June, 2006: Interview writen by Kate Flory

It was in the exclusive setting of Costa D’en Blanes where RafaelNadal.com decided to catch up with Rafa, his Uncle Toni, and his trainer Juanan Martorell for all the latest news ahead of the French Open. After Tuesday had been a wash out, Wednesday was glorious; the sun was beating down as I made my way onto the courts of the Sporting Tennis Club to watch Rafa prepare for his matches in the Torneig Illes de Balears de Tenis later in the day.
Throughout the course of the day, I caught up with lots of people, and spoke plenty of Spanish, and as a result we have lots of exclusive news for all of Rafa’s fans at RafaelNadal.com. My first question, put to all, was “how are the French Open preparations progressing?” With Rafa as defending champion, and the man in form during the 2006 clay court the expectations have never been higher in the build up to Roland Garros.
The general consensus is that things are looking good. Juanan Martorell, who travels with Rafa for most of the season, is pleased with how the training has gone so far. “We have put in a lot of work ahead of the French Open and are very prepared. We just have to hope it pays off on the court now”, he explained to me as we sat courtside for Rafa’s practice session.
As he later lay stretched out on the massage table in the players’ enclosure at the specially constructed tournament site, Rafa told me that in the final lead up to the French Open things would be as normal. “We won’t do anything special; we are just going to train as normal in Paris.” His Uncle Toni, long time coach to Rafa, elaborated, “We arrive in Paris on Thursday at around 7pm, we’ll practice a little and afterwards, on Friday we’ll do a double session. On Saturday we’ll do a double session as well and then wait to see who and when he will be playing.”
Both Rafa and Uncle Toni were in no doubt as to who their favourites were for the French Open, which begins on Sunday. “Federer”, Rafa said without hesitation, before adding, “the Argentines are always dangerous, too”. Toni Nadal had earlier opined, “For me, the favourites are Federer, next I’d say Rafa is one of the favourites, too, and after him I think comes Gaudio, Robredo, Ferrero and Gonzalez” when I put the question to him as we sat in the terrace of the Sporting Club de Tenis.
After Rafa’s remarkable run of 53 consecutive clay court victories, I wondered if it might be hard to motivate him to keep focussed in every match - a thought which was dismissed immediately by Toni: “No it’s not difficult, the motivation is there, he knows that if he plays well he has a good chance of winning and he finds the motivation in every match.” Rafa agreed saying, “The competition (motivates me), it is not hard to never stop competing”.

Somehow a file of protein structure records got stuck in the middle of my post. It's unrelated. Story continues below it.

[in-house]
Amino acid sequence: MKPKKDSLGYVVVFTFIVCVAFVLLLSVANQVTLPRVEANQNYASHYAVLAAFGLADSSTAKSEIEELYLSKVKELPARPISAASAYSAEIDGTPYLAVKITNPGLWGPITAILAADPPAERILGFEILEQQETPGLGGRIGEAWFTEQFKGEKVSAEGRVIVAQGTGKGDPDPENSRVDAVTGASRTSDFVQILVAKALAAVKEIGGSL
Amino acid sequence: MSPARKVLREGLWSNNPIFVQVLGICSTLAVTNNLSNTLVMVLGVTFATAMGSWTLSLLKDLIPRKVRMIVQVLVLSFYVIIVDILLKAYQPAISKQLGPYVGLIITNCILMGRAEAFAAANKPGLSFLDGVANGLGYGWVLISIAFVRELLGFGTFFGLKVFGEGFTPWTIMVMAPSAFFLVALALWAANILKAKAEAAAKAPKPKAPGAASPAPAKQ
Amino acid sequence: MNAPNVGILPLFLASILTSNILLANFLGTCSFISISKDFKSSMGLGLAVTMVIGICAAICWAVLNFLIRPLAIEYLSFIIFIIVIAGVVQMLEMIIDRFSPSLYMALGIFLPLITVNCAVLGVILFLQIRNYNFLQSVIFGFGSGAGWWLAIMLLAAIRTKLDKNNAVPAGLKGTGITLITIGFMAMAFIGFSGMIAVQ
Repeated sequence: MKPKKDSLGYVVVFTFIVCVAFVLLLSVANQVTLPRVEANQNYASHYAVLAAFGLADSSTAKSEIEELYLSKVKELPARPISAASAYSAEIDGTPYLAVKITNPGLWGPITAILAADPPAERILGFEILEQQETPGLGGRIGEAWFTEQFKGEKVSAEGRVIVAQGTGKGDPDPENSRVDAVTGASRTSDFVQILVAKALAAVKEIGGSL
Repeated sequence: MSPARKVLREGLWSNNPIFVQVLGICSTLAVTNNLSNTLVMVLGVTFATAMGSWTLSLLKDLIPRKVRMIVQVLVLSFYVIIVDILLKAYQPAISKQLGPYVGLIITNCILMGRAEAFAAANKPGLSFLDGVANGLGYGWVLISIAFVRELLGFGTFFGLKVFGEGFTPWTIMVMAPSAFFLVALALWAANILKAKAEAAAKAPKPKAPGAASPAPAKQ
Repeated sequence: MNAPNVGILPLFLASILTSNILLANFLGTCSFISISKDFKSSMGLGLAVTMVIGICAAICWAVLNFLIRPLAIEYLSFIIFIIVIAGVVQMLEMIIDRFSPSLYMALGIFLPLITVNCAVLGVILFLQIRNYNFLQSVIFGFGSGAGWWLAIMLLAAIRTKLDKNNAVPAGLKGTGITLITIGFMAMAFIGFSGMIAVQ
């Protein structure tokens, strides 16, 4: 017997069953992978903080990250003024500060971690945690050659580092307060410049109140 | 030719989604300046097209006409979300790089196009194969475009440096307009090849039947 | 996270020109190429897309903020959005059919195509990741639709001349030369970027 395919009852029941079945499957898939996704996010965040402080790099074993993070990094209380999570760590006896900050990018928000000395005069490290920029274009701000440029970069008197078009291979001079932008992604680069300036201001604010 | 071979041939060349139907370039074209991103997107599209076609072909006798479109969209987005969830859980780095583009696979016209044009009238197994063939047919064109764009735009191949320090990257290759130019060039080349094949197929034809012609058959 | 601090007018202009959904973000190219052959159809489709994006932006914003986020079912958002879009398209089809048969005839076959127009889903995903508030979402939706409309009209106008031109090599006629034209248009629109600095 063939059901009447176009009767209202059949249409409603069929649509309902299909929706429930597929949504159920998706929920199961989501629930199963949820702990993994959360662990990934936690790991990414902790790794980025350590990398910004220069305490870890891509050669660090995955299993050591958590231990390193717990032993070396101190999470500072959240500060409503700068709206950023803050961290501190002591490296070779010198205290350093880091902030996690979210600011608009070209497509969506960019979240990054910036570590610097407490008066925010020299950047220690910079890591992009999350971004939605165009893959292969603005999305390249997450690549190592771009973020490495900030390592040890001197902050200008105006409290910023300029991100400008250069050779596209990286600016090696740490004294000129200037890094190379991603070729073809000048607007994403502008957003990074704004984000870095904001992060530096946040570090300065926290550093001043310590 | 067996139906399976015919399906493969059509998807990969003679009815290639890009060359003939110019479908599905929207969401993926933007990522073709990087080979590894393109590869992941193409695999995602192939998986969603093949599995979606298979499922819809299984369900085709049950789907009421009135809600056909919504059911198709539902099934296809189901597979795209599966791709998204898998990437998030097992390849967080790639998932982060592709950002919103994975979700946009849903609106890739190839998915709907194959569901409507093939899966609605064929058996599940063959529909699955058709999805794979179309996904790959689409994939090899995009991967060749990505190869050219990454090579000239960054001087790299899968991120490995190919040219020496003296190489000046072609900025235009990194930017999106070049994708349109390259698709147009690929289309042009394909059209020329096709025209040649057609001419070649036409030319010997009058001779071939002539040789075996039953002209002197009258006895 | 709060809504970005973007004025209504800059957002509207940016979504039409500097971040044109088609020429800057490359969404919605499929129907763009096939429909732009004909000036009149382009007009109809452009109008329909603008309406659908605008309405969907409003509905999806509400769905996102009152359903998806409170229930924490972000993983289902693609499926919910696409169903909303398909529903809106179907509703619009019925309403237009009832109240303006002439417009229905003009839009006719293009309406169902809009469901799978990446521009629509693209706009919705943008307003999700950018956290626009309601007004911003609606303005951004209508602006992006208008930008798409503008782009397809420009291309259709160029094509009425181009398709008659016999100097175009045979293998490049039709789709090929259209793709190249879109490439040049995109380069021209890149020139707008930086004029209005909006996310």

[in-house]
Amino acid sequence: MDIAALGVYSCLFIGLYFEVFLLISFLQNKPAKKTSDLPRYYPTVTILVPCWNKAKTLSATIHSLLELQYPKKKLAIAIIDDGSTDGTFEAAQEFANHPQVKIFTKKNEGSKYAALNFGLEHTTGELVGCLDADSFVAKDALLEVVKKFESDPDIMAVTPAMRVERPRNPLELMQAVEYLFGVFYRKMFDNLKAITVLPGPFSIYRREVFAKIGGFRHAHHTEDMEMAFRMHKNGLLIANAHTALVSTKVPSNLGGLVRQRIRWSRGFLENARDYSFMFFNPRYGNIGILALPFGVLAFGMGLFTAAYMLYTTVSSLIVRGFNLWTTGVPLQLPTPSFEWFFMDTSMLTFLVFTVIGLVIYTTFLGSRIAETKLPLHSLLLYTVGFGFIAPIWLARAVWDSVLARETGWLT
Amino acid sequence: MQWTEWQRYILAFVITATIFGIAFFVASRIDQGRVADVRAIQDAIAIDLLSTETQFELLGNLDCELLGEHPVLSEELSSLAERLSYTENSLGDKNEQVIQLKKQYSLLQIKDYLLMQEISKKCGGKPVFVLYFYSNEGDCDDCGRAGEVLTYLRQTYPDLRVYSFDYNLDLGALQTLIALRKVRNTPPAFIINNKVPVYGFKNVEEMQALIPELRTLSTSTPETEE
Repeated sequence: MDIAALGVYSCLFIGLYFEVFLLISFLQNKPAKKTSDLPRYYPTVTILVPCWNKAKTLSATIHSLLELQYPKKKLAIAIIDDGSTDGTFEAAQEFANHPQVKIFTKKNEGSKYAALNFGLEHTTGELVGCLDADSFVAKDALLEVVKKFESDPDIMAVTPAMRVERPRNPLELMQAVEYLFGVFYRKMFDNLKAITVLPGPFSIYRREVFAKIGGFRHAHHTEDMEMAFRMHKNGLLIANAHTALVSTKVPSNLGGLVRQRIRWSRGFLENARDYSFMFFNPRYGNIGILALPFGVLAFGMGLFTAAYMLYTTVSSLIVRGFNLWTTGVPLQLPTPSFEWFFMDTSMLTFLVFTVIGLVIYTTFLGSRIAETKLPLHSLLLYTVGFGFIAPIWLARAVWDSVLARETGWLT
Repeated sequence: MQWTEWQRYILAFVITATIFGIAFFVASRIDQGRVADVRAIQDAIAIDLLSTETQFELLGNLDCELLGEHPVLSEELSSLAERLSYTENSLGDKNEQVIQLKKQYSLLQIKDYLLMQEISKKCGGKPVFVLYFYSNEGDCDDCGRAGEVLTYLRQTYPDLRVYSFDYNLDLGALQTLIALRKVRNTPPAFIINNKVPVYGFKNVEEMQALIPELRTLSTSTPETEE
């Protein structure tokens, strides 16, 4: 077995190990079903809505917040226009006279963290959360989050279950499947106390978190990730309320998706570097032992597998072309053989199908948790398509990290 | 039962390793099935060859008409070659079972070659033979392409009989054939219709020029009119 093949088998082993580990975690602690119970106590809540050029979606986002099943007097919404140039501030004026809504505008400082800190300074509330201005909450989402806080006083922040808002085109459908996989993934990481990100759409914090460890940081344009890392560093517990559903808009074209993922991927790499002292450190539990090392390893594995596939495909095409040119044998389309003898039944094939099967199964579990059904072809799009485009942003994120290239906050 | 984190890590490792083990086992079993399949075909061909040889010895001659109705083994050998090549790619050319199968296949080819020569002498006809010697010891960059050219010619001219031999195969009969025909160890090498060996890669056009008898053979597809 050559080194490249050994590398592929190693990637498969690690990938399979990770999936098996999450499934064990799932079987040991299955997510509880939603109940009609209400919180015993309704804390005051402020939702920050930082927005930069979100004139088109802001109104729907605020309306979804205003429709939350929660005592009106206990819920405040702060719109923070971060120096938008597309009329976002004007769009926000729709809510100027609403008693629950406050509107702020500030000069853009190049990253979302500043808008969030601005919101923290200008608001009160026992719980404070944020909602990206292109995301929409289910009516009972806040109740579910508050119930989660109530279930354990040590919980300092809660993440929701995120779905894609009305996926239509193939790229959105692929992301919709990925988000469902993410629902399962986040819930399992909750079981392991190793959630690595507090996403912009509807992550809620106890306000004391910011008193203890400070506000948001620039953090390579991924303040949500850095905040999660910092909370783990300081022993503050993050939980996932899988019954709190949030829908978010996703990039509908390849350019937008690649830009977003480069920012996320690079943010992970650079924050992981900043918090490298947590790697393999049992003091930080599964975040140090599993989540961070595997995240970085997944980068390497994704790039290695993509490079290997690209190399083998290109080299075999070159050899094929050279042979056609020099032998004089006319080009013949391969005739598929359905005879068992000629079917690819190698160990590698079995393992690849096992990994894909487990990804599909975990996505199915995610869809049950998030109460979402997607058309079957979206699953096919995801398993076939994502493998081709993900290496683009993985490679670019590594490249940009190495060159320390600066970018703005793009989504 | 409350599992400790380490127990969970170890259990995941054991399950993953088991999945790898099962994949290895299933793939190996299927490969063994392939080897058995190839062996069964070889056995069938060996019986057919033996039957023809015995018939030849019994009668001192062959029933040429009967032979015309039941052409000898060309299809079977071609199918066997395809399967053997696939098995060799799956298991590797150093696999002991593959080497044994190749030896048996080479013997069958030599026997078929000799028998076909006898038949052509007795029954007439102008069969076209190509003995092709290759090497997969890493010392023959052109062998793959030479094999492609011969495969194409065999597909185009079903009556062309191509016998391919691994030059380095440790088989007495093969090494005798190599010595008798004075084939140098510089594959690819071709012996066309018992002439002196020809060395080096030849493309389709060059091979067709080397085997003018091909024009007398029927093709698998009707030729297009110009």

Rafa has an astounding head to head record with most players on clay, none more so impressive than that with Roger Federer, whom he has a dominant 5-1 lead against on all surfaces. I asked him if there was anyone he feared on a clay court. He was pensive for a while before reflecting, “I respect everyone, all my opponents on clay. I don’t take any match for granted”. His Uncle Toni, who helped instil this winning attitude in his nephew said, “I think that Rafa has respect for many players. There are some players that are very difficult to beat, and he knows it.”
Earlier this week, Rafa’s efforts in the 2005 season were rewarded with an award of the highest stature. The 19 year old from Manacor, was named the 2005 Laureus Newcomer of the Year at a glitzy ceremony in Barcelona. It was an exciting night for Rafa who was joined on the stage by His Majesty the King of Spain when he received his award. “The Laureus Award was very special for me because it’s something outside of tennis” Rafa said. The evening was made even more special for the youngster, who was accompanied by his mother to the ceremony, by the presence of so many sporting greats, “There were lots of famous sportsmen there who I met, it was an exciting night”, Rafa smiled.
With the French Open discussed, I switched sports to football. Another of Rafa’s uncles, Miguel Angel Nadal, was a famous Spanish footballer who played for FC Barcelona and Real Mallorca during his career. He also played in three World Cups with the Spanish national team. It was to the 2006 World Cup in Germany that Rafa and I turned our conversation. “Do you think Spain can win the World Cup?” I asked. “Well, I’m not sure. They have a good chance, but there are lots of dangerous teams” Rafa replied. Being English, I decided to get Rafa’s verdict on our chances in Germany this summer. At this point Rafa became very interested in the microphone before looking at me sympathetically and saying “well they have some good players…” I had my answer.
Rafa was much more animated though when speaking about Barcelona’s recent Champion’s League victory over Arsenal. “I was very happy when they won”, Rafa enthused. “I follow the Spanish league a lot and Barcelona is a club I have supported for a long time.” Despite being on the losing side in the final, Rafa named Thierry Henry, Arsenal’s captain and striker, as one of his favourite footballers. He also mentioned Frank Lampard, Chelsea and England’s midfielder among his favourites, but admitted to not knowing a lot about Manchester United’s Wayne Rooney.
Finally, I asked Rafa a question that I have wanted to know the answer to for a long time, and it was a popular question in the Ask Rafa emails we got. “Why do you bite your trophy?” Unfortunately there is no secret superstition behind it. “There’s no special reason” Rafa said. “I just did it the first time and it stuck”. It certainly is becoming his trade mark pose though.
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